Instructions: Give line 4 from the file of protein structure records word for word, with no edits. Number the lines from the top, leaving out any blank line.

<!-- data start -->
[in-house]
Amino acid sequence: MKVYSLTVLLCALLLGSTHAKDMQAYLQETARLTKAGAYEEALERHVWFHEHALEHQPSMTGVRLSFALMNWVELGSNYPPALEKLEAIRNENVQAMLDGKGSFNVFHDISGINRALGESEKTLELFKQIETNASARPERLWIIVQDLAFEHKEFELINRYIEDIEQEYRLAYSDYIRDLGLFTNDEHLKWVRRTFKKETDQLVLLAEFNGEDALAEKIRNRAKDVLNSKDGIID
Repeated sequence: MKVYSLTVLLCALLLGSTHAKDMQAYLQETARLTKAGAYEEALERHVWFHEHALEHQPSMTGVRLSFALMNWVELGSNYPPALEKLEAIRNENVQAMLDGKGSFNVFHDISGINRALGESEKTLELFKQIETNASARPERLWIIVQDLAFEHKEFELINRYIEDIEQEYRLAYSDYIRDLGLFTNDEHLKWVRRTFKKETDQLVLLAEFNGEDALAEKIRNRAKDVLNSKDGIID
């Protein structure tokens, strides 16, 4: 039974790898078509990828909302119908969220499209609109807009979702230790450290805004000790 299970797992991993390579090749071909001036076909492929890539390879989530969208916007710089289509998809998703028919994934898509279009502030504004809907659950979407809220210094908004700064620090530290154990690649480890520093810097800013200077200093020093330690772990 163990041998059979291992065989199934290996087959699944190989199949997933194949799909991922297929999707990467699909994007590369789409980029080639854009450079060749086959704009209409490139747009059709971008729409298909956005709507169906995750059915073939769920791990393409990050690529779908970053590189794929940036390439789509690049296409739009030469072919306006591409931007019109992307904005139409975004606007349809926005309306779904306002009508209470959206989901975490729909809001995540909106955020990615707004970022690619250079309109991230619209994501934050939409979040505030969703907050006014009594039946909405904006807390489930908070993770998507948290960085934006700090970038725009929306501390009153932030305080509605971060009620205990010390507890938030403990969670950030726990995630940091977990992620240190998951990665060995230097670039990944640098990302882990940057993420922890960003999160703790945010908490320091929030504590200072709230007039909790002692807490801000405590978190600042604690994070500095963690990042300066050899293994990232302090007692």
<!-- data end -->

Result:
């Protein structure tokens, strides 16, 4: 039974790898078509990828909302119908969220499209609109807009979702230790450290805004000790 299970797992991993390579090749071909001036076909492929890539390879989530969208916007710089289509998809998703028919994934898509279009502030504004809907659950979407809220210094908004700064620090530290154990690649480890520093810097800013200077200093020093330690772990 163990041998059979291992065989199934290996087959699944190989199949997933194949799909991922297929999707990467699909994007590369789409980029080639854009450079060749086959704009209409490139747009059709971008729409298909956005709507169906995750059915073939769920791990393409990050690529779908970053590189794929940036390439789509690049296409739009030469072919306006591409931007019109992307904005139409975004606007349809926005309306779904306002009508209470959206989901975490729909809001995540909106955020990615707004970022690619250079309109991230619209994501934050939409979040505030969703907050006014009594039946909405904006807390489930908070993770998507948290960085934006700090970038725009929306501390009153932030305080509605971060009620205990010390507890938030403990969670950030726990995630940091977990992620240190998951990665060995230097670039990944640098990302882990940057993420922890960003999160703790945010908490320091929030504590200072709230007039909790002692807490801000405590978190600042604690994070500095963690990042300066050899293994990232302090007692």